Through President Obama’s Clean Energy Savings for All Initiative and beyond, we are making progress opening up opportunities for all American’s to go solar and retrofit their homes and businesses to be more energy efficient. Since President Obama took office, the amount of electricity we generate from the sun has increased more than 30 fold, we added solar jobs 12 times faster than the rest of the economy, and we’ve cut the price of residential solar energy systems more than 50 percent. In fact, earlier this week the U.S. Department of Energy’s SunShot program announced a new target to cut the cost of solar in half by 2030. At the same time, energy consumption in 2015 was 1.5 percent lower than it was in 2008, while the economy grew by 10 percent over the same period. And we have improved the energy efficiency of more than one million low and moderate income homes.
Today, in coordination with a White House Clean Energy Savings for All Summit in Baltimore, Maryland hosted by Energy Secretary Ernest Moniz and Labor Secretary Tom Perez, the Obama Administration is taking the following new actions:
Launching a Challenge to Bring Solar Energy to Dozens of Low and Moderate Income Communities: The U.S. Department of Energy’s SunShot Initiative is launching a new Solar In Your Community challenge to expand solar access to Americans who have been left out of the growing solar market, including low- and moderate-income (LMI) households, state, local and tribal governments, and non-profit organizations. One hundred teams across the country will compete for cash prizes and technical assistance as they demonstrate innovative business and financial models that expand solar access to underserved groups. The teams with the most scalable, replicable solar business models will be eligible to win $1 million in final prizes, including a $500,000 grand prize. This challenge will reduce market barriers to solar deployment by spurring dozens of projects across the nation, with an emphasis on new and emerging solar markets. The challenge will help to achieve President Obama’s goal to bring 1 gigawatt (GW) of solar to low and moderate income families by 2020, test new business models that expand solar access, build local capacity to support community-scale solar projects, and establish resources that will aid in expanding solar access to underserved communities.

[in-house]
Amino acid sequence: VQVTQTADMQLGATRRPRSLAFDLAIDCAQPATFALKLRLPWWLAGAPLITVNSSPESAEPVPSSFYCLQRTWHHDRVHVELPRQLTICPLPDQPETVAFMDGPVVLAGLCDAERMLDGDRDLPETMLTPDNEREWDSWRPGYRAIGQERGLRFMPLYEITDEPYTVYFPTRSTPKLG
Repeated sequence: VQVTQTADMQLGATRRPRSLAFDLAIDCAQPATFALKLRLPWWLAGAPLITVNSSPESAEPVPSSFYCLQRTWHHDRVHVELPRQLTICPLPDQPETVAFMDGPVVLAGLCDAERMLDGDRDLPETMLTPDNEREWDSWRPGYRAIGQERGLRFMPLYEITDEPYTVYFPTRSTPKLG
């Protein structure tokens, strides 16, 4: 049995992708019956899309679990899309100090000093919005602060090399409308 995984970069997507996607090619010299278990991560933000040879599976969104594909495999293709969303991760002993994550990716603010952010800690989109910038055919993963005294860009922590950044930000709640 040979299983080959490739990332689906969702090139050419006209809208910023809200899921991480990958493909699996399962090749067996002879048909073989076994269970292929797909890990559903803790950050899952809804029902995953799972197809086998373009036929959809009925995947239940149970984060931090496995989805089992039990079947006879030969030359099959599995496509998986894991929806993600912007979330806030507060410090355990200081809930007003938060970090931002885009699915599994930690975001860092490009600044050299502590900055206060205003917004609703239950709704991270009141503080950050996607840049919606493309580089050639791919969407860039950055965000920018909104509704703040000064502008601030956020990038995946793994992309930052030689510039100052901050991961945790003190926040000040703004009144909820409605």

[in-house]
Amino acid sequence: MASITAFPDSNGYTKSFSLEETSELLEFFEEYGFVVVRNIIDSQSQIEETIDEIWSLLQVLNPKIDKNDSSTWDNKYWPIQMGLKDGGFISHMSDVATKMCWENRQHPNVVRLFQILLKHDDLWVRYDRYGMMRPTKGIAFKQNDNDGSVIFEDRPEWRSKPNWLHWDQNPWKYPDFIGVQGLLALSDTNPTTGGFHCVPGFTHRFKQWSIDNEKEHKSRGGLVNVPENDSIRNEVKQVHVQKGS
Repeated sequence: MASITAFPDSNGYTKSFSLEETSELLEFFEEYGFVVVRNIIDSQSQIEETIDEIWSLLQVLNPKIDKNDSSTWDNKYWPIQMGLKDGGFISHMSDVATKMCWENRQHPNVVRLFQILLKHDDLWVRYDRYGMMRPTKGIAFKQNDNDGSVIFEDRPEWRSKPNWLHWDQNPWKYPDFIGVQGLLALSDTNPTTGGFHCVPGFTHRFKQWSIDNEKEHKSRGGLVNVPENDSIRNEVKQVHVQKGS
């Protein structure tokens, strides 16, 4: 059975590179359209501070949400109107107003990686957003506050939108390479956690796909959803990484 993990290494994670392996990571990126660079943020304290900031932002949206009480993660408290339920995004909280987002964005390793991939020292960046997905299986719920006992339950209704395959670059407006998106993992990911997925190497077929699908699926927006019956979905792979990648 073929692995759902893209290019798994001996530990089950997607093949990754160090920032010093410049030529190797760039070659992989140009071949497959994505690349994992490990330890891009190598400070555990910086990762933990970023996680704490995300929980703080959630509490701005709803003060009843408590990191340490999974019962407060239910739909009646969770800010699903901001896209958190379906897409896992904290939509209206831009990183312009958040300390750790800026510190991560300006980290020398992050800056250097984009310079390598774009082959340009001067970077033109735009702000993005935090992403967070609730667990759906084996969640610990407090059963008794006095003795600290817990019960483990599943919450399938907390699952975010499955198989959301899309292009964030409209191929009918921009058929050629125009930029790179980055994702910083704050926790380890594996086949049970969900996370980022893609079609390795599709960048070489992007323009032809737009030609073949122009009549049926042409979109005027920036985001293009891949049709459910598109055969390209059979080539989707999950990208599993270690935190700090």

Growing the Reach And Impact of the Obama Administration’s National Community Solar Partnership: Last July, the Administration launched the National Community Solar Partnership—a collaborative effort between DOE, HUD, USDA, EPA, representatives from solar companies, NGOs, and state and community leaders —which works to unlock access to solar for the nearly 50 percent of households and businesses that are renters or do not have adequate roof space to install solar systems, in particular, for low- and moderate- income communities. Since we launched the partnership last year, more than 150 companies, organizations, and universities that represent 36 states have joined the effort to increase access to community solar, growing the number of members to 155, including the following 27 new partners joining today: